I also wasn't 100% sure whether the shapes joining or not had any determining factor other than chance?

The novelty of the concept led me to think of some interesting variants/spin-offs it could be fun to try if you were to extend the game:

  •  A "dark mode" where the background is dark & the shapes are pulsating luminous neon colours that leave trails behind them as they move.
  •  A way to "design" the interface on each side of the shape to make it more or less likely that any particular shapes join together when they collide.

Thanks for sharing your game, it was fun spending some time playing with it. :)

Edit: Oh, also, I meant to say: nice work on making an AppImage for your entry--I'm of the opinion that AppImages are probably the best way to distribute software for Linux that actually works. :)

As a IRL pinball fan yours was the first jam entry I played, so your game thumbnail did a good job. :)

Had fun playing a few rounds & the multi-flipper design gave the table interest and variety. I'm also happy to report that one-person-per-flipper-side "couch" co-op mode works too! :D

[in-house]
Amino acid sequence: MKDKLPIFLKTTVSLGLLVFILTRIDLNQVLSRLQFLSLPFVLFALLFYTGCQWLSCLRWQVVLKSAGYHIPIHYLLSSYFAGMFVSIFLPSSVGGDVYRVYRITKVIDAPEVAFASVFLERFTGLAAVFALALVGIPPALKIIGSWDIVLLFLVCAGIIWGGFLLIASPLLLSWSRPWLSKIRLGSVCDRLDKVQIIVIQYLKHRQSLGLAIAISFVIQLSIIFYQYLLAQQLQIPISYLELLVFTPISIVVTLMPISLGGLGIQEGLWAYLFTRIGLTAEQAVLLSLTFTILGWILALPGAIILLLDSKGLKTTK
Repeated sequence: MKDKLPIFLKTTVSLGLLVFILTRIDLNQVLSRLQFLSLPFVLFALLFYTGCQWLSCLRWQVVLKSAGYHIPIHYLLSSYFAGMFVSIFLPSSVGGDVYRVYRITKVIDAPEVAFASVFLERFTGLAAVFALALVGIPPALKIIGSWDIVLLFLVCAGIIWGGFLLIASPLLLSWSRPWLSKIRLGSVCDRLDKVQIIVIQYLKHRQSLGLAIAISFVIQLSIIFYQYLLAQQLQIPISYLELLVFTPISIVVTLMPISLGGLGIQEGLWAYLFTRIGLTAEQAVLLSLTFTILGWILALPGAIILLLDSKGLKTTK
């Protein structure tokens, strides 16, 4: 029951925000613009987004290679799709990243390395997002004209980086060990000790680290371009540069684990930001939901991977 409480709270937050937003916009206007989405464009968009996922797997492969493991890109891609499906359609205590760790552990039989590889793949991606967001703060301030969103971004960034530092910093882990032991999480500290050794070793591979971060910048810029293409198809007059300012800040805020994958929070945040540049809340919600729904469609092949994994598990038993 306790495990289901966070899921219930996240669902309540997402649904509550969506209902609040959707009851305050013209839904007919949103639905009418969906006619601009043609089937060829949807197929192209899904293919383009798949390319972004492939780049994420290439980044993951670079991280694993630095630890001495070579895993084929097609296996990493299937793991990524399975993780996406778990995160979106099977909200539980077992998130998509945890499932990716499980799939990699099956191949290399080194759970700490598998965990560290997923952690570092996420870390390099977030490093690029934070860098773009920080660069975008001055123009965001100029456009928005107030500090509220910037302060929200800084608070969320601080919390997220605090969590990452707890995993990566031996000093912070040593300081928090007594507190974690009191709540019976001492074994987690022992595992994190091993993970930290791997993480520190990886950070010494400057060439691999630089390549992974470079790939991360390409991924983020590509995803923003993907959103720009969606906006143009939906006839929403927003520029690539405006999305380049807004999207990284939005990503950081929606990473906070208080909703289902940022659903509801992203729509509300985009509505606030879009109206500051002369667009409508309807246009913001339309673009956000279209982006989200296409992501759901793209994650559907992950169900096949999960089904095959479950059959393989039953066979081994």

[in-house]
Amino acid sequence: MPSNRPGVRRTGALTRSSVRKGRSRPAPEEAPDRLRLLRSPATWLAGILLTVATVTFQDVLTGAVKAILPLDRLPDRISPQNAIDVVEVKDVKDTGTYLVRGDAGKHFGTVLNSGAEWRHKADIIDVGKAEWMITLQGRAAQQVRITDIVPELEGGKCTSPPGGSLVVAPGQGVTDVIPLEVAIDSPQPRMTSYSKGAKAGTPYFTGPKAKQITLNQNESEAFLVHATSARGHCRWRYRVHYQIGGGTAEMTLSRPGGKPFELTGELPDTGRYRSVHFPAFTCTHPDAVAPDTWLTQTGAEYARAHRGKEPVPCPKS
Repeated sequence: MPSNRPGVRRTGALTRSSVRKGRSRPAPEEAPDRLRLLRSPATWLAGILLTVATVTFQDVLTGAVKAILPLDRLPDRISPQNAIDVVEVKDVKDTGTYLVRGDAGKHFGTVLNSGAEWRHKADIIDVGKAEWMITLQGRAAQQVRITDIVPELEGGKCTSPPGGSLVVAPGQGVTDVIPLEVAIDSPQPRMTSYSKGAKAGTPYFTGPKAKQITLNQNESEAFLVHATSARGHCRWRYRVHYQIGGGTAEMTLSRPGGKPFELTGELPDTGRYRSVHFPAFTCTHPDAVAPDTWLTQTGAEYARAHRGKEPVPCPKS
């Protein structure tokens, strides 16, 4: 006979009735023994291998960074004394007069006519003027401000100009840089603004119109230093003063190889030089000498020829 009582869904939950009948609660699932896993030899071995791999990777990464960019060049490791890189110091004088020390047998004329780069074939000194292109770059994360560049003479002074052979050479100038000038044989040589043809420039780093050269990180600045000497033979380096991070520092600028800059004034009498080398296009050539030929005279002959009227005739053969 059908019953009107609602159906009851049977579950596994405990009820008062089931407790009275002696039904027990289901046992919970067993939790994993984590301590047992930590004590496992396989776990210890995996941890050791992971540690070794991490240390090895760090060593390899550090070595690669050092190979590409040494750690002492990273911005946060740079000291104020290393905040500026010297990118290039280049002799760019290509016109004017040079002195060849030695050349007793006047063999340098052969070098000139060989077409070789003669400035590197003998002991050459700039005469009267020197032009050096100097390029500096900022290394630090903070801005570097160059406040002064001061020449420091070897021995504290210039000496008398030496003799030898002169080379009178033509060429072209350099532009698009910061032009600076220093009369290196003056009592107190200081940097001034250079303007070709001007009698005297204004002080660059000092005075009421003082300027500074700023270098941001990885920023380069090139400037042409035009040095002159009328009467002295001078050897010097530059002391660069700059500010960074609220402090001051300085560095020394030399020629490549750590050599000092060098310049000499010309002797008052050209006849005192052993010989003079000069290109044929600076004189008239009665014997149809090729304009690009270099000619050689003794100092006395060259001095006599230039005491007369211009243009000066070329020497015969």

Saw your Twitter posts about the space invader blend animations & the "pixel art"/video game colour/animation style of the invaders & penguins is a cool aesthetic.

I think the number of leading zeroes in the score might be a little optimistic in relation to my skill level but at least I know there's room for improvement in my skill! :D

Thanks for sharing your game!

I'm not a mentor but here's some free game jam advice*: :)

Make a "safety fallback" export of your game & upload it now!

Yes, I know your game is completely unfinished.

Yes, I know your game is buggy.

Yes, I know there's more than a day before the deadline & you've got "plenty of time" to do it tomorrow.

Make a "safety fallback" export of your game & upload it now!

Yes, it seems ridiculous to upload your current version.

Yes, it seems mortifying that someone might see the current state.

Yes, it seems this third sentence is just filler for symmetry but...

Make a "safety fallback" export of your game & upload it now!

And then...

Download & test your upload on a different computer/OS version than the one you developed on.

Done that? Okay, now you can return to polishing or bug-fixing or finally picking a font & implementing your primary game loop. :D

Oh, and, then, do the same thing again tomorrow! Yes, I know there's more than 12 hours before deadline...

*Lesson first learned the hard way during 48 hour film-making competitions
& I hope that this advice can help at least one person (maybe me? :) ) avoid
an unpleasant export/upload surprise with only 24 minutes to fix and instead
have a luxurious 24 hours or more.